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As Congress Comes Close To Recessing With No Funding Bill Passed, Rubio Chairs Zika Hearing

MGN Online

On Wednesday, Sen. Marco Rubio (R-FL) chaired a congressional hearing on the Zika Virus—which the head of the Centers for Disease Control is now calling a “silent epidemic.” This comes as Congress still has not taken action on a bill to fund Zika prevention efforts and will recess soon.

Rubio says he’s alarmed by the state’s increasing Zika cases.

“The Friday before last, federal health officials confirmed the largest number of new Zika infections in a single day in the state of Florida with 10 new cases,” he said.  “That was a short-lived record. It was broken last Wednesday, when Florida confirmed 11 new Zika infections. That record was broken again on Monday of this week when 13 new infections were reported.”

11 more cases reported this Wednesday brings Florida’s total to 293. And, Rubio says it will only get worse. He still worries over the Olympic athletes and others traveling to Brazil—considered the epicenter of the Zika outbreak. But, CDC Director Tom Frieden says really one group in particular has cause for concern.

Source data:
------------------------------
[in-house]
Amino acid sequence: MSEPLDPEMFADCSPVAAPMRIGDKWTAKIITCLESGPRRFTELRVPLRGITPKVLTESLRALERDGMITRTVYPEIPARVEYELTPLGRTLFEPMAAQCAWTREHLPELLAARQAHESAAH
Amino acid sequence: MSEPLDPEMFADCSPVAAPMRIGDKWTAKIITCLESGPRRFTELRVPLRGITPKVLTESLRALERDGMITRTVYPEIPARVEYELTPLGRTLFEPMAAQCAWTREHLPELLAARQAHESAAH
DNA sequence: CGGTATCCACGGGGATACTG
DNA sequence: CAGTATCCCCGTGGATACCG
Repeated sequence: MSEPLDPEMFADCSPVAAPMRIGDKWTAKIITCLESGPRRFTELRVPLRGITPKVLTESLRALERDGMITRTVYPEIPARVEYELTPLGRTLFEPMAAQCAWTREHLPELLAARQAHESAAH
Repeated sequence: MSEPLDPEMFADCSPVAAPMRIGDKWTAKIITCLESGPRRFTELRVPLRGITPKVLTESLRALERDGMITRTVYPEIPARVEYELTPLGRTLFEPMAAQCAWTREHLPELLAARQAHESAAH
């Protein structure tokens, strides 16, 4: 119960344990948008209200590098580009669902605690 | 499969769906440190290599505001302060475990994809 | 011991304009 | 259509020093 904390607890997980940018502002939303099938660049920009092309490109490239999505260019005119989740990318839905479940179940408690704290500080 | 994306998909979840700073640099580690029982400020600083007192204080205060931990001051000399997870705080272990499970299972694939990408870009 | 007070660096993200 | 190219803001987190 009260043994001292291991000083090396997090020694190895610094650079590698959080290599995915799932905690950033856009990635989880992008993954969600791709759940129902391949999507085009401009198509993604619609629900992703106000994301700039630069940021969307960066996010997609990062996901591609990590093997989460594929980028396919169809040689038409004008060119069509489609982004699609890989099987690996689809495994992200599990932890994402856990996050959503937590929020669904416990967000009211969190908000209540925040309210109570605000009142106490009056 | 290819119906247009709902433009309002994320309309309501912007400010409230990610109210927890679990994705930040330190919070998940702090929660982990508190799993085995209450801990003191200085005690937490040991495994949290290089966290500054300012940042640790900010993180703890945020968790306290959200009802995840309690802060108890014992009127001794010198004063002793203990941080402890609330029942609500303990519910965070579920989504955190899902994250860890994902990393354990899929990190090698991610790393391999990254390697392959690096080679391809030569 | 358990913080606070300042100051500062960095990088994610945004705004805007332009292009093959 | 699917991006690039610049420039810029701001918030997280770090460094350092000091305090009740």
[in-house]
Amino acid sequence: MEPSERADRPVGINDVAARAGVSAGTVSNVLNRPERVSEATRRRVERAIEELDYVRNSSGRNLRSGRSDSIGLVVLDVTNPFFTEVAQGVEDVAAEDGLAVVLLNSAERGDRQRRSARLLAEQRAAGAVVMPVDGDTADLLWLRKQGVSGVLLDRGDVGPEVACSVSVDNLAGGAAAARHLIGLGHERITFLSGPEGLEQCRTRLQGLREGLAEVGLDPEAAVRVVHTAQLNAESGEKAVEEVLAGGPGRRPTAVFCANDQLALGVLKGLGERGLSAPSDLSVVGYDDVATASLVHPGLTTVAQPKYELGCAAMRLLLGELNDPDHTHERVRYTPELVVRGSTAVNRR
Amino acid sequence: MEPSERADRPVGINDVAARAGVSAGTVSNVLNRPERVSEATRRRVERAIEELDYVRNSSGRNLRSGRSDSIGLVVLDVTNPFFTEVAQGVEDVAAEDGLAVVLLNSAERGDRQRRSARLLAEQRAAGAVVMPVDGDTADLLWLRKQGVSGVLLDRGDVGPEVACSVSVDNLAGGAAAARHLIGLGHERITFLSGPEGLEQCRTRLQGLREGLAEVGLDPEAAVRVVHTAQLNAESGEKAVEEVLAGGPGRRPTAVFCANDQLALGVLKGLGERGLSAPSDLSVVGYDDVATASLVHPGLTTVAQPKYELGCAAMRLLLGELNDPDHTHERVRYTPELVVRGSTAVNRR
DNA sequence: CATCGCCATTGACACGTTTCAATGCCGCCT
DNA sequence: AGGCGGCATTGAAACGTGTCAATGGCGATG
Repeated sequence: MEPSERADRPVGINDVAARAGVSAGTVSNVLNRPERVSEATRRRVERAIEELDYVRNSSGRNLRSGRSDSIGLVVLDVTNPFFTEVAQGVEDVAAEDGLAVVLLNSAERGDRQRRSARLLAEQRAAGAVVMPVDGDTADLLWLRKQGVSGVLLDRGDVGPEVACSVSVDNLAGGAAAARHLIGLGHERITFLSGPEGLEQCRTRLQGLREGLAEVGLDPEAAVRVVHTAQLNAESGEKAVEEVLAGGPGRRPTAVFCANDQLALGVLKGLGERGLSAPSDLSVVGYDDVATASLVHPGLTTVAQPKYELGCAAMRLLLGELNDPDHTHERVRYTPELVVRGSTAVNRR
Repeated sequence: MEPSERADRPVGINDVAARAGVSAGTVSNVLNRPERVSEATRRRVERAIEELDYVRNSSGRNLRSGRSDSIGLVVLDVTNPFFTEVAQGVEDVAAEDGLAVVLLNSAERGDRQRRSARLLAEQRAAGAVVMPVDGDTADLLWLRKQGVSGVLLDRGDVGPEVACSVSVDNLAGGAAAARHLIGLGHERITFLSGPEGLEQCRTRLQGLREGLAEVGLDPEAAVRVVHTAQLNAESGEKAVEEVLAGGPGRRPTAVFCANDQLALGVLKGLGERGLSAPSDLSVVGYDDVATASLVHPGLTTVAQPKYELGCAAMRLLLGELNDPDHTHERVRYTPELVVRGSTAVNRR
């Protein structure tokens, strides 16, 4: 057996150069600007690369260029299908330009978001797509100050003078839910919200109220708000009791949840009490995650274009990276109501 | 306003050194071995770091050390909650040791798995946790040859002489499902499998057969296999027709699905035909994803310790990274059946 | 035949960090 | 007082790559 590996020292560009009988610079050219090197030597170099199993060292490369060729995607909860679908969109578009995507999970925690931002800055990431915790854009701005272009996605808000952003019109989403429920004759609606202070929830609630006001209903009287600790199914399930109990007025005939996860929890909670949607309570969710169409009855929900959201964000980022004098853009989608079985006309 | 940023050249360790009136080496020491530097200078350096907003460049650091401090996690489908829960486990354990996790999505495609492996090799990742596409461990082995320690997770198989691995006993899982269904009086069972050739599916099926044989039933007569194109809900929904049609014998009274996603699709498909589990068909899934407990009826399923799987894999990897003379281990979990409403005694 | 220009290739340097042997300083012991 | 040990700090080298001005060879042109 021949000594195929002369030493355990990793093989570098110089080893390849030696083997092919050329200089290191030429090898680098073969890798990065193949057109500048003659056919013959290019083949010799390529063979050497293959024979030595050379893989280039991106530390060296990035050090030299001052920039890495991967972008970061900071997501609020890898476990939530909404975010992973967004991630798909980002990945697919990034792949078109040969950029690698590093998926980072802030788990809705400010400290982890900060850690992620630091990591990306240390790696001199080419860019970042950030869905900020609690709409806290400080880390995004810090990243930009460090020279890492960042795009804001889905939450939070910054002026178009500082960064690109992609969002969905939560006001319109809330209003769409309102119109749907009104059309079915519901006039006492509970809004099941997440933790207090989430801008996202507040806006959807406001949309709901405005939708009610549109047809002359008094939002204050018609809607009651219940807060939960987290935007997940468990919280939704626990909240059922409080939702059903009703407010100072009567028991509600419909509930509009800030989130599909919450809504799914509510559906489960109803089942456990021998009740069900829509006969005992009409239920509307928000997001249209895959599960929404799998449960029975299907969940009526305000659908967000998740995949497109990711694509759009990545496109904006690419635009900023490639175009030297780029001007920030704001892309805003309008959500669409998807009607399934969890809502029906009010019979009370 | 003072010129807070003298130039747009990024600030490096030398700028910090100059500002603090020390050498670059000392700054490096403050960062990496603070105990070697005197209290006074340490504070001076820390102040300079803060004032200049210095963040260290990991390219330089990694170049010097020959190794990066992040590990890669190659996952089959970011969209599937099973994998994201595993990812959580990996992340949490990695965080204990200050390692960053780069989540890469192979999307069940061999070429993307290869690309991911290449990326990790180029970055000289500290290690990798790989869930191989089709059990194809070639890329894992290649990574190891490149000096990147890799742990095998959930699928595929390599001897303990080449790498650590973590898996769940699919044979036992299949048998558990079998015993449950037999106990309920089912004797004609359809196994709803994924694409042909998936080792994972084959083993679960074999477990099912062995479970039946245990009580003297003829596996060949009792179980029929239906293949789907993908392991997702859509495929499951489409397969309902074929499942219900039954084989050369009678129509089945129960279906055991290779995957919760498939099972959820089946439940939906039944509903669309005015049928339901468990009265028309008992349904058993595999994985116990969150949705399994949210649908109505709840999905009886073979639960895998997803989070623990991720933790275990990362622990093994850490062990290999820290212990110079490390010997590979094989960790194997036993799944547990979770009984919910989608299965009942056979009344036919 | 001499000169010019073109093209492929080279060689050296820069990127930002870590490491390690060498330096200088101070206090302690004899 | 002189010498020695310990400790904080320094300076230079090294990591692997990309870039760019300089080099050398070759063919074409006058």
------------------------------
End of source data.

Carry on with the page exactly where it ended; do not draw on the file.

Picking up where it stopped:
“All travel involves risk—maybe from a motor vehicle crash, maybe from infectious diarrhea, maybe from dengue, or other disease,” said Dr. Frieden. “We don’t think the risk will outweigh the travel benefits for most people, except the group of pregnant women.”

Still, he says the CDC plans to conduct a study on Olympic athletes who contract the mosquito-borne disease that can cause birth defects, temporary paralysis in other cases, and can be sexually transmitted.

For more news updates, follow Sascha Cordner on Twitter: @SaschaCordner.

Sascha Cordner has more than ten years of public radio experience. It includes working at NPR member station WUFT-FM in Gainesville for several years. She's worked in both radio and TV, serving in various capacities as a reporter, producer and anchor. She's also a graduate of the University of Florida with a bachelor's degree in telecommunications. She is the recipient of 15 awards from the Associated Press, Society of Professional Journalists (SPJ), and Edward R. Murrow. Her award-winning stories include her coverage on the infamous “Dozier School for Boys” and a feature titled "Male Breast Cancer: Lost in the Sea of Pink." Currently, Sascha serves as the host and producer of local and state news content for the afternoon news program "All Things Considered" at WFSU. Sascha primarily covers criminal justice and social services issues. When she's not reporting, Sascha likes catching up on her favorite TV shows, singing and reading. Follow Sascha Cordner on Twitter:@SaschaCordner.